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electrolyte capacitor - guideline about maximum current

Discussion in 'Electronic Projects Design/Ideas/Reviews' started by Grossel, Dec 6, 2017.

  1. Grossel

    Grossel Member

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    Hi.

    I think about making a test rig for electrolyte capacitors. Before I consider if this is something that is worth doing, I want to know how much current I can apply to a capacitor over some minutes to be able to determine that the cap is in working order.
    This is if you guys actually have an answer for that for a typically electrolyte cap to find in current supply applications. If not I may consider to either not build such a test rig, or just collect a number of capacitors and do a manual test to see how much I can stress the caps before they fails.

    Problem is - I don't want to do this kind of extreme destructive test at home, where I run the risk of getting bad toxic smoke in house. So therefore it is way more easier to just ask straight out, how much a typical capacitor can be stressed before the internal power loss becomes a problem.

    So I know the number of possible values of maximum voltage, capacitance, physical size, etc all plays a role here and make a near infinitive number of types. So I hope being given some general guidelines.

    I have not yet decided for test method, an oscilloscope is for sure included. I think a simple one-diode rectifier after a transformer would be the absolute simplest way of testing, but for smaller capacitors it won't be a good testing method in my mind.
     
  2. dknguyen

    dknguyen Well-Known Member

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    Best bet would just be to find some datasheets for standard sizes from two or three manufacturers and use those as representative values.
     
    • Agree Agree x 1
  3. alec_t

    alec_t Well-Known Member Most Helpful Member

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    One useful test would be to measure the ESR (equivalent series resistance) of the caps, since high ESR results in internal heating and is a common cause of cap failure. So build an ESR meter. Designs are plentiful online.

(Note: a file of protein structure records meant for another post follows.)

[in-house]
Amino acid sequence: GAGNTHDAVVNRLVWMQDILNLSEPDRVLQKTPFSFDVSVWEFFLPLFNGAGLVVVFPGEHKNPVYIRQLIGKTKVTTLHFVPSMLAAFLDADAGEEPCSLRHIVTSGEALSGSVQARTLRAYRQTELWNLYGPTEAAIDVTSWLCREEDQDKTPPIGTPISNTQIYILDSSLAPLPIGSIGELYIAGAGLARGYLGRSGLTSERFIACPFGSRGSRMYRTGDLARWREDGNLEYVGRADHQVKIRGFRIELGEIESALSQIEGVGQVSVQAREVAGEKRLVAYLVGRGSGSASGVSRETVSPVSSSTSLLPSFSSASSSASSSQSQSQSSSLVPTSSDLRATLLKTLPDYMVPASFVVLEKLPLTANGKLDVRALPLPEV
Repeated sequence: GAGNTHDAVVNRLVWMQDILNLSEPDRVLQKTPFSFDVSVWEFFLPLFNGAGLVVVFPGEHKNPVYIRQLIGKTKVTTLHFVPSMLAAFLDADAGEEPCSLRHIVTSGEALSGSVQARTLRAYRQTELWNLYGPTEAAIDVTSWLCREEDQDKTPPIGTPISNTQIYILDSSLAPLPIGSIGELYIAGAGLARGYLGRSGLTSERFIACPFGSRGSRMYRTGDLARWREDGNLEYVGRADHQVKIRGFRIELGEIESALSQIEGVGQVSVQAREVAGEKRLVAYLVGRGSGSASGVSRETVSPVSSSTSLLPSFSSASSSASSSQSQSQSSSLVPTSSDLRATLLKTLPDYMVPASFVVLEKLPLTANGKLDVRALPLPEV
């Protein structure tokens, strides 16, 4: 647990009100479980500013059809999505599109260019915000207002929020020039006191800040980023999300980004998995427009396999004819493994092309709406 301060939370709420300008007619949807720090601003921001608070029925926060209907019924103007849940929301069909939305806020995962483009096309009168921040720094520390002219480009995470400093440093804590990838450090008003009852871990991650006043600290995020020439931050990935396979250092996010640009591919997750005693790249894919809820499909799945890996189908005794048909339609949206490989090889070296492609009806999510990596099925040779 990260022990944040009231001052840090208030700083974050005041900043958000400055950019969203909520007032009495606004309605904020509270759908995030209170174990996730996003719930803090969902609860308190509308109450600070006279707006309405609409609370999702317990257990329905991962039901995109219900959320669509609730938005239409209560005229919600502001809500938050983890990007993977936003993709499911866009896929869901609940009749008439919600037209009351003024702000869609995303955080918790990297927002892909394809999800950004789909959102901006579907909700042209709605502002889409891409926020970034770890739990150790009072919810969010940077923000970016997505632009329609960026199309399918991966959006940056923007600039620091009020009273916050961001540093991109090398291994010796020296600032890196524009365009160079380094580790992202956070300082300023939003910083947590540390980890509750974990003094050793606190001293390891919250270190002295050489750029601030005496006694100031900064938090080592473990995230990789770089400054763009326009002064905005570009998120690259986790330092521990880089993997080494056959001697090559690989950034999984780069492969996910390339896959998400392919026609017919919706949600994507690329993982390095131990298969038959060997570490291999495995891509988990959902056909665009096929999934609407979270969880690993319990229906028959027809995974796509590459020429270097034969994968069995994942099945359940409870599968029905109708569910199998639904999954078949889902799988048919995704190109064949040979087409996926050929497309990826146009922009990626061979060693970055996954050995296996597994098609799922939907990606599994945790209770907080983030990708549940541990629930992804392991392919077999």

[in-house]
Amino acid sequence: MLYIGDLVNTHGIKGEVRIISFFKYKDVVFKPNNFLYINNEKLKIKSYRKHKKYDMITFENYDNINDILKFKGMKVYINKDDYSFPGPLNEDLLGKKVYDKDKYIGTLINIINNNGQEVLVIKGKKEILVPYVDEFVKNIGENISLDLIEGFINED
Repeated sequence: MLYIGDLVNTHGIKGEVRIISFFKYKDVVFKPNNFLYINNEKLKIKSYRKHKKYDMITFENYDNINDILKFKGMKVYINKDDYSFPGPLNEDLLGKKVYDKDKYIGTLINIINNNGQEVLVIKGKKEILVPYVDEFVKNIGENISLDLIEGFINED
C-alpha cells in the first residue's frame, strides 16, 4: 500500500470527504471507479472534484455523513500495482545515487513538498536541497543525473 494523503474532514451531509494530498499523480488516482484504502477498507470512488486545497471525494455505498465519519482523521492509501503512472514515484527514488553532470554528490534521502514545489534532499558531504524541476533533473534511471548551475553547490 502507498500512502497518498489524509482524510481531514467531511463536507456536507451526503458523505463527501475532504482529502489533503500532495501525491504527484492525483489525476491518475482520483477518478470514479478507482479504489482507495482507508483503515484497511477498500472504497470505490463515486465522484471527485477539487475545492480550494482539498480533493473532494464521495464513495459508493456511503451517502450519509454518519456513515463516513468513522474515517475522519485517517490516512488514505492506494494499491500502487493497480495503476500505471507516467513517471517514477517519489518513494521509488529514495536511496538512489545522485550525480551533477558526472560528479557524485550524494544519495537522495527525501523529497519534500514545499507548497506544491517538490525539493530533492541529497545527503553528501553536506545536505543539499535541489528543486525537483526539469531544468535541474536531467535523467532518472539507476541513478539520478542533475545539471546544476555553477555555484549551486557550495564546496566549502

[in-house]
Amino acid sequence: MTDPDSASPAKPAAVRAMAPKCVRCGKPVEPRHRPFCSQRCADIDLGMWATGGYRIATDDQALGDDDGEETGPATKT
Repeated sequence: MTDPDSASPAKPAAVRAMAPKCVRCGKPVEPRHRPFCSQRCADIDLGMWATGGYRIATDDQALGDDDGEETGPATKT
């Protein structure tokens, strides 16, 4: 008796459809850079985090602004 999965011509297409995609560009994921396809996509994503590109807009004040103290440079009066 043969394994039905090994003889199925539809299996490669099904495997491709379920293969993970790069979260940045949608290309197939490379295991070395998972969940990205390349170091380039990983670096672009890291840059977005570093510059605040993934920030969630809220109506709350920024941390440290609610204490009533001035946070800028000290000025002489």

4. dave

    Dave New Member

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  5. Nigel Goodwin

    Nigel Goodwin Super Moderator Most Helpful Member

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    As others have mentioned, the absolute main fault (99%+ of cases) of electrolytic capacitors is high ESR.

    A simple, and cheap, Chinese component tester (using an AVR processor) will test them for you simply and easily.
     
  6. dr pepper

    dr pepper Well-Known Member Most Helpful Member

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    An interesting way to visualize esr on a 'scope is to apply a bipolar square wave to it via a current limiting resistor, and look at the trace, an ideal cap would flat line, esr shows itself as a squarewave, the amplitude of which is proportional to esr.
    Switching resistors enables you to change the current drive.
    Another thing that can happen with caps is leakage, I have a cheap lashup using a neon, a cap and a resistor, the neon flashes at the rate of leakage, this is more usefull for vintage equipment repairs, I htink the circuit is copied right out of a piece of vintage test gear, besides a leaky cap is probably high esr anyway.
     
  7. Grossel

    Grossel Member

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    Thank you very much for your ideas. I'll have that in mind.
     
  8. Colin

    Colin Member

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    The one thing that everyone has failed to mention is this:
    It is the most important factor in determining the life of a capacitor.
    Basically it is called ripple current but to keep it simple it is the change in voltage and the time it takes to make the change.
    This is what heats up an electrolytic capacitor and you will find some 35v capacitors are smaller than 25v capacitors. This is just an example. The reason is the ripple current is smaller.
    Electro's in a voltage doubling arrangement are fully filled and fully emptied on each cycle and these have a very short life.
    All the talk about ESR is totally tangential as it is the circuit that determines the life and the ripple capability of the electro.
     

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